Rheinische Musik-Zeitung für Kunstfreunde und Künstler
Prepared by Katharina Daboul
The Rheinische Musik-Zeitung für Kunstfreunde und Künstler [RMZ] was published by M. Schloss in Cologne from July 1850 to December 1859. Ludwig Bischoff, one of the leading music critics and writers of his time, was the journal’s general editor from its inception until July 1853. According to Bischoff, the aim of the RMZ was to create a “publication that would further the true recognition of musical arts by the entire population of educated people.” A purely musicological approach was avoided. Rather, the aim was to shape the “scientific writing style into a people’s writing style,” and thus a language was formulated “to be understandable to every educated person, not just the musician.” Bischoff withdrew from the journal in 1853, and later in the same year started another periodical, the Niederrheinische Musik-Zeitung, published by DuMont-Schauburg in Cologne. August Ferdinand Riccius, a musician and theologian, followed Bischoff as the RMZ’s general editor. With the exception of the period from July to December 1853, when the journal appeared twice weekly and contained four pages, the RMZ usually appeared weekly in a two-column, eight-page format.
The journal’s preface names as contributors: Ferdinand Hiller, music director from Cologne, music writer Adolph Bernhard Marx, pianist Ignaz Moscheles, music historian François-Joseph Fétis, violinist and conductor Ch. H. Lübeck, professors Dr. Breidenstein and Dr. Heimsoeth from Bonn, music pedagogue Karl August Bertelsmann, conductor Carl Wilhelm and H. Winkelmeyer from Heidelberg.
Reflections on the history and nature of music, the newest developments in European instrumental and vocal music (particularly in Germany, France, and Italy), instrument making, and the problems of modern music education are the main topics of the journal’s leading articles. RMZ’s title points to its local focus: the Rhineland, especially Cologne and its environs, and the large number of festivals and tours of singing societies in the area. Essays also treat musical activities in European capitals (Berlin, Paris, and London) and in the United States. These contributions mainly appear as reports or as excerpts from other newspapers and music journals, such as the Süddeutsche Musikzeitung, the Grenzbote, and the Revue et Gazette musical de Paris.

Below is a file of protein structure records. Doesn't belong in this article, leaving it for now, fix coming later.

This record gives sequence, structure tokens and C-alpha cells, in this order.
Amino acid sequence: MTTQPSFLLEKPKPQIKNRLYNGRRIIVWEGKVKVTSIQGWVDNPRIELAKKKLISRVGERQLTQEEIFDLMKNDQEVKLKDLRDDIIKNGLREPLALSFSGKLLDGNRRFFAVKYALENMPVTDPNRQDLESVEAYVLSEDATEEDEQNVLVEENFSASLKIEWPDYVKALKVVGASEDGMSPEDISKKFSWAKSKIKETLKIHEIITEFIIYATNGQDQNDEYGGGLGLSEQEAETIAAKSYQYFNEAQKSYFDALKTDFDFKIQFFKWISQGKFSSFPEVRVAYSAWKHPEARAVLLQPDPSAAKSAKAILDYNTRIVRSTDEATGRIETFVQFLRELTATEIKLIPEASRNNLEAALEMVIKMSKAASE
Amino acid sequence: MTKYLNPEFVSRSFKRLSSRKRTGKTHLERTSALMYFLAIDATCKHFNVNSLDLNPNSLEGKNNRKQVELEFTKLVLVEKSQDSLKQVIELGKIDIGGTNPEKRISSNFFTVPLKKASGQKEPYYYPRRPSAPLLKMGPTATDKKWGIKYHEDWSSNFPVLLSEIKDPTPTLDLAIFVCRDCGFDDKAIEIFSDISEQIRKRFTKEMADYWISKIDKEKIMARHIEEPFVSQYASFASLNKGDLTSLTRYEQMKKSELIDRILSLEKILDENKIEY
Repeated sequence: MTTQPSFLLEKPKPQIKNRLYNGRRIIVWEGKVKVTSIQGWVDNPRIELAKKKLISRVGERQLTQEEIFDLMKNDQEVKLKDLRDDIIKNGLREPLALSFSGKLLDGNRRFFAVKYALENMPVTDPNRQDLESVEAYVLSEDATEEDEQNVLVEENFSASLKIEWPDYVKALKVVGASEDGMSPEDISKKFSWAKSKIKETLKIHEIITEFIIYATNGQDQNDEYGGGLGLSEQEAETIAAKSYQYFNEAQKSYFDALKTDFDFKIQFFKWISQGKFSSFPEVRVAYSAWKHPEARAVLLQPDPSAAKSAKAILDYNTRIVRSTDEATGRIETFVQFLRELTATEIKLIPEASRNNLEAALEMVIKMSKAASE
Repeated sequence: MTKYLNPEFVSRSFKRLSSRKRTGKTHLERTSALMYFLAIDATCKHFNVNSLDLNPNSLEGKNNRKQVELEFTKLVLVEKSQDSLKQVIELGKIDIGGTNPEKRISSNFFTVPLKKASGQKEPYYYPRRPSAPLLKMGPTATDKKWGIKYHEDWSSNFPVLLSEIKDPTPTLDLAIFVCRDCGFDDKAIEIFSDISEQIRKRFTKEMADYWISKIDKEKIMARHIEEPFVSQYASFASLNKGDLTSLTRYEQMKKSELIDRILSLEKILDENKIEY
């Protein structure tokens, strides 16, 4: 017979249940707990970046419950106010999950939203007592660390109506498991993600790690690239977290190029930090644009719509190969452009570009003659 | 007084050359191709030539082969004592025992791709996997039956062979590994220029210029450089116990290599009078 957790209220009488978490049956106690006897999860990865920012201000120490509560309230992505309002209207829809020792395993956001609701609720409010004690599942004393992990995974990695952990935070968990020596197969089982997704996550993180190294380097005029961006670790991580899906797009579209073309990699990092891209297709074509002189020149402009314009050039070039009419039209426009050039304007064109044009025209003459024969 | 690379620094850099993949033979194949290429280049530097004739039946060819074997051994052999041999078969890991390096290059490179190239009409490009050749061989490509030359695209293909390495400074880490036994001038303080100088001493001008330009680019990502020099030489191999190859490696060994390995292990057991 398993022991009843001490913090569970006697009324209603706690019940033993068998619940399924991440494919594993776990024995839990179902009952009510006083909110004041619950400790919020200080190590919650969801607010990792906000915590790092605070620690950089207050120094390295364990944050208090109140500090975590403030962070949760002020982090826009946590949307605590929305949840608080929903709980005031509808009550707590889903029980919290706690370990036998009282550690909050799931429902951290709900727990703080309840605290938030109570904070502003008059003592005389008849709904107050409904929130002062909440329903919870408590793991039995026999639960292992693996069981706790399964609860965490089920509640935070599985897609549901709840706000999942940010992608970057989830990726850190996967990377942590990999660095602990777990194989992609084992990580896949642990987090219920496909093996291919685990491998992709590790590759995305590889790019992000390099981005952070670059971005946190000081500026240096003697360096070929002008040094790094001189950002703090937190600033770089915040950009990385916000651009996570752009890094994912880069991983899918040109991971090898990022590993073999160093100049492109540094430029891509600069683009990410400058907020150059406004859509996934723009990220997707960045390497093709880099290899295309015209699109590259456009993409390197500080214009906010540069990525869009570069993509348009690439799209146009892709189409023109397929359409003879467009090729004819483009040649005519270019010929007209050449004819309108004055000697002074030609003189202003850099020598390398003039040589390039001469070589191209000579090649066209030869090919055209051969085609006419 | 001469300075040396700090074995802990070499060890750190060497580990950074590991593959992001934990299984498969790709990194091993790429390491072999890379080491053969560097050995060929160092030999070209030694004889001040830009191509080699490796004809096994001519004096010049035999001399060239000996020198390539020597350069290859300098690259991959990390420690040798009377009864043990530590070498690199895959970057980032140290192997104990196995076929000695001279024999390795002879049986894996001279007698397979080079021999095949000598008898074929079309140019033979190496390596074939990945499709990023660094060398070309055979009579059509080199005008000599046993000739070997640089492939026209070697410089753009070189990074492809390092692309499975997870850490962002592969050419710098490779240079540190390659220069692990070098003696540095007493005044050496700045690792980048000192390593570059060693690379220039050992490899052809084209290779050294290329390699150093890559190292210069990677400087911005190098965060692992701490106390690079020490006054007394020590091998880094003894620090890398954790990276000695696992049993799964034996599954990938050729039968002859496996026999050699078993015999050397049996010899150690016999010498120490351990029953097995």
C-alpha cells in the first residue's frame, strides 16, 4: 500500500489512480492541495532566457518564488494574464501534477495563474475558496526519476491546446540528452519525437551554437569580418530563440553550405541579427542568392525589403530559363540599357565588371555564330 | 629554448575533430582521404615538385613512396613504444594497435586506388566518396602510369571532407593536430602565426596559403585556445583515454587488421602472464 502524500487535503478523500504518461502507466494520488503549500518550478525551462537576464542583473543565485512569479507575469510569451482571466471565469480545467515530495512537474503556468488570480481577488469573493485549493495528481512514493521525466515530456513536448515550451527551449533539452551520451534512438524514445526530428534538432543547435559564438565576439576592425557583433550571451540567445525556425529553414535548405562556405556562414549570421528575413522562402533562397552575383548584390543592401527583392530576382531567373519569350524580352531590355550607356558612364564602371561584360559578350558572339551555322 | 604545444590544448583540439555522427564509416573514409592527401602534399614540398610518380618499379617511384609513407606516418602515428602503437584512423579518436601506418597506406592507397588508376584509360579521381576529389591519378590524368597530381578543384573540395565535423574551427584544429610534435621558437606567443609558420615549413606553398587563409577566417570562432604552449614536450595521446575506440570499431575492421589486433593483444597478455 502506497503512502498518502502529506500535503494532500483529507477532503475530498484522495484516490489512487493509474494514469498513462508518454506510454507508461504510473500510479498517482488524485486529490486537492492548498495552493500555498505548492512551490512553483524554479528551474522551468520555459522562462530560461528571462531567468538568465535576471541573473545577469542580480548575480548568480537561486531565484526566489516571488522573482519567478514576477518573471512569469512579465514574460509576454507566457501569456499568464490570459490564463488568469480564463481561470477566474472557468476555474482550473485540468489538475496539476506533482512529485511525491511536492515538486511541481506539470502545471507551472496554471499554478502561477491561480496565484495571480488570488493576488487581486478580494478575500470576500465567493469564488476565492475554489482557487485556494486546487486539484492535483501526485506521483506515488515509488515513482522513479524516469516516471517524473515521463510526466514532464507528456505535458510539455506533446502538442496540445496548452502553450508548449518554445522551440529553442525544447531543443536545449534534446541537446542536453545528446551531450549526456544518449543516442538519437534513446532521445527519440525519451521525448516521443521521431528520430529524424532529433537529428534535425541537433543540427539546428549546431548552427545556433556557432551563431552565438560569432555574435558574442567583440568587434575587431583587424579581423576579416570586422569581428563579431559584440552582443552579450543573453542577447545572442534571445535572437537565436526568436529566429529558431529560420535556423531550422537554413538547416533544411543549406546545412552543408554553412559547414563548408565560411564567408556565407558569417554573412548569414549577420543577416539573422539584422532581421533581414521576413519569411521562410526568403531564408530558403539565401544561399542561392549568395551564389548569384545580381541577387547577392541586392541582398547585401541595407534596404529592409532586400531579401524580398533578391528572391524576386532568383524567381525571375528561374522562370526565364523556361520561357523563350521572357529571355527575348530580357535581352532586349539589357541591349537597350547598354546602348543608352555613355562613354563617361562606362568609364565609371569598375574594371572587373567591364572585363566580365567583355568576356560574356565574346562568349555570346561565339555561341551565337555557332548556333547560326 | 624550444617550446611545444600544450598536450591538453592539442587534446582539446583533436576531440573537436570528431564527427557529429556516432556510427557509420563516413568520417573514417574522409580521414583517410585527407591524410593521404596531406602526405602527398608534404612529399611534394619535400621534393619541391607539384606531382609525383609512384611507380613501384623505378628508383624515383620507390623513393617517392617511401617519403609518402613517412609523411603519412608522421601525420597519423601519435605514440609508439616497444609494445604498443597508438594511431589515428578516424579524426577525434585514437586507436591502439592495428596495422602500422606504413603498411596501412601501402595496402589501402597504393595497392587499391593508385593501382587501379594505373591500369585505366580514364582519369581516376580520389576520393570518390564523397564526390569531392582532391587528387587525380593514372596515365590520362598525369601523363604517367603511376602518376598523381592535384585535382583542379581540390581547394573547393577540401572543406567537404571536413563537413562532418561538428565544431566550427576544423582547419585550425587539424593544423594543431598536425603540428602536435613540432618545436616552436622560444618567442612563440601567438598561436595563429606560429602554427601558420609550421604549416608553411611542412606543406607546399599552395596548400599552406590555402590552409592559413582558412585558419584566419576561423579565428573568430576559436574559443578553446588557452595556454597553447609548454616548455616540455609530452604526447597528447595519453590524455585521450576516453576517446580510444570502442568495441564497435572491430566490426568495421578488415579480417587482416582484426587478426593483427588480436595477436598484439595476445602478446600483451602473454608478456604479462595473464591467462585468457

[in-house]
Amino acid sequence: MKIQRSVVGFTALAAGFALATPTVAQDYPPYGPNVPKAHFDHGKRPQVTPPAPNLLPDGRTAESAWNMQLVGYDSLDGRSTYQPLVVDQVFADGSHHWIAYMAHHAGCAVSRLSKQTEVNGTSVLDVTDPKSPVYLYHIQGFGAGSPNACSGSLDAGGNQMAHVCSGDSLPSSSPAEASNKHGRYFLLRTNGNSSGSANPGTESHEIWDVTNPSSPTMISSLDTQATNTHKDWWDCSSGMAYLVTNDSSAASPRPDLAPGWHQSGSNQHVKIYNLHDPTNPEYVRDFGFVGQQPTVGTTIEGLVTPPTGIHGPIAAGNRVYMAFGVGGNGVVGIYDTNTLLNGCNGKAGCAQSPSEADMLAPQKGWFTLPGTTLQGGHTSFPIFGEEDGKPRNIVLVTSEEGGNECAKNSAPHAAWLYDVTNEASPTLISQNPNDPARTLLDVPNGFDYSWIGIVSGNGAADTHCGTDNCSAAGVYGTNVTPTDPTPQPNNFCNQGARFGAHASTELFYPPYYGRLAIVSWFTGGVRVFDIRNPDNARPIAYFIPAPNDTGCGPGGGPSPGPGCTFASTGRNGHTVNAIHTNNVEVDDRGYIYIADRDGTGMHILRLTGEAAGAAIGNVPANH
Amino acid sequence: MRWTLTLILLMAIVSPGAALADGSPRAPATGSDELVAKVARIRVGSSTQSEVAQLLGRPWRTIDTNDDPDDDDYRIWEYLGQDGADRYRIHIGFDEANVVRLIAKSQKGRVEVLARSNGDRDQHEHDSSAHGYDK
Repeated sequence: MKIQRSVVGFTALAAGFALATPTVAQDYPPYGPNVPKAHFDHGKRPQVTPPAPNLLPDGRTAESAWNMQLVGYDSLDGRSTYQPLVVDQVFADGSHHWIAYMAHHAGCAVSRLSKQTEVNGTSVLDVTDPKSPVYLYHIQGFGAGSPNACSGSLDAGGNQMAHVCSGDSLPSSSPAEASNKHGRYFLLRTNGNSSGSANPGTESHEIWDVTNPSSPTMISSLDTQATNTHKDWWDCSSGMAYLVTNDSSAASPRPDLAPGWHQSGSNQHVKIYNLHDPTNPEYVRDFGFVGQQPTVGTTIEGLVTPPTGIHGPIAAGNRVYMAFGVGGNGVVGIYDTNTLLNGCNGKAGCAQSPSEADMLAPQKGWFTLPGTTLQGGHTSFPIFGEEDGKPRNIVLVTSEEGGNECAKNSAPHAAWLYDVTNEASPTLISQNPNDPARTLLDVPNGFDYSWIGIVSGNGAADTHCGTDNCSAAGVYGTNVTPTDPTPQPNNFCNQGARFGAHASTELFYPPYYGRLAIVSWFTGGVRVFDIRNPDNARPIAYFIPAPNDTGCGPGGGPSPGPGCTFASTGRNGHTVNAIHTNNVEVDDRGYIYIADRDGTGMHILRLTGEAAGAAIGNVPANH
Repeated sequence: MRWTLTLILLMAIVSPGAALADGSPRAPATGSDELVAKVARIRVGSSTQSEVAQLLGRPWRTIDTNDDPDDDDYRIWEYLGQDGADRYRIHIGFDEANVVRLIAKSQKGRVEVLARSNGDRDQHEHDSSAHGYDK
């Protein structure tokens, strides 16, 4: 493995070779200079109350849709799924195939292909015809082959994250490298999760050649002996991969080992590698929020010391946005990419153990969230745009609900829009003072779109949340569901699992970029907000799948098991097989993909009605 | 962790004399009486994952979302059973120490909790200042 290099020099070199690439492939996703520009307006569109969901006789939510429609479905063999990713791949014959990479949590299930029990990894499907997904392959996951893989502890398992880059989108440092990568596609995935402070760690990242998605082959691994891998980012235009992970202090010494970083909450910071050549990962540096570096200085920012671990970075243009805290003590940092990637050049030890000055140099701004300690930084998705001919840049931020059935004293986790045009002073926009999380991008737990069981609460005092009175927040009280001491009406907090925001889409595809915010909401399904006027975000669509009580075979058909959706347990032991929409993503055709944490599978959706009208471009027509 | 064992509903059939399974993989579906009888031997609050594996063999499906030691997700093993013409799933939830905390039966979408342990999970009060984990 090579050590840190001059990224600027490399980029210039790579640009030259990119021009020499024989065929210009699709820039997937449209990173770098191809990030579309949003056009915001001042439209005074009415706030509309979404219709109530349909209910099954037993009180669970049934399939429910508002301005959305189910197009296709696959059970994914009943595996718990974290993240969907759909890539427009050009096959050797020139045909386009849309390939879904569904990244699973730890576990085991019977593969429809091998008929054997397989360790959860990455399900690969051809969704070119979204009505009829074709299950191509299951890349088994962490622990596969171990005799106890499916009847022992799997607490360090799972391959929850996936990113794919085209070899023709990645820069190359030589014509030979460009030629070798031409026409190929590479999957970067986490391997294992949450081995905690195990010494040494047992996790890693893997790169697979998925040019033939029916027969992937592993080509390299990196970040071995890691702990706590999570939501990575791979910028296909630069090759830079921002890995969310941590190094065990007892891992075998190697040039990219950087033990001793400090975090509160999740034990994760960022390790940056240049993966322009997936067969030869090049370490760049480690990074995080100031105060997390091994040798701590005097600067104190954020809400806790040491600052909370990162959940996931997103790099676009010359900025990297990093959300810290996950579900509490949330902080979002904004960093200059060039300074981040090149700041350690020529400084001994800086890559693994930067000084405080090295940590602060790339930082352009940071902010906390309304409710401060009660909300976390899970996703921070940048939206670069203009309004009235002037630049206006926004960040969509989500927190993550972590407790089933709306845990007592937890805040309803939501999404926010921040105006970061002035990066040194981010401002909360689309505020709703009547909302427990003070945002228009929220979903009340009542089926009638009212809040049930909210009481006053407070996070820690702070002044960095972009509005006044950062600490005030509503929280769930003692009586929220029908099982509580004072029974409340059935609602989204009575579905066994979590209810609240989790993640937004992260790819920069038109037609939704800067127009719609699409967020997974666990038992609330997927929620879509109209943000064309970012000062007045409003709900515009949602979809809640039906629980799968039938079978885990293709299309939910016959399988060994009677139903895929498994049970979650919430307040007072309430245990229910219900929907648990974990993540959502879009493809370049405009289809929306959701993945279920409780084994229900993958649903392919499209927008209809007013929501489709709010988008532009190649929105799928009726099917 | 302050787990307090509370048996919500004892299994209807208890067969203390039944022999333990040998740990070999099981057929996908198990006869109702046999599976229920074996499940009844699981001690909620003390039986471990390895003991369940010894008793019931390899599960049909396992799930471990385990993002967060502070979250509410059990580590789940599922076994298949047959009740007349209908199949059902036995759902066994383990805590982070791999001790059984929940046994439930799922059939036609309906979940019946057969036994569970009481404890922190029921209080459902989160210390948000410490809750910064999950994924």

The RMZ was published on the premise of total independence from its publisher and other institutions or persons, and on the impartiality and evenhandedness of its reporting. Freedom of speech within the RMZ is emphasized. Although in theory an absence of partisanship is attempted, in reality, the journal shows a clear rejection of the new German school. This attitude is reflected in a critical treatment of Wagner and Liszt, and obvious adoration of Beethoven and Mendelssohn. Thus the RMZ may be considered as a literary voice for the Rhenish school, opposing the views expressed in the Neue Zeitschrift für Musik, the journal of the new German school.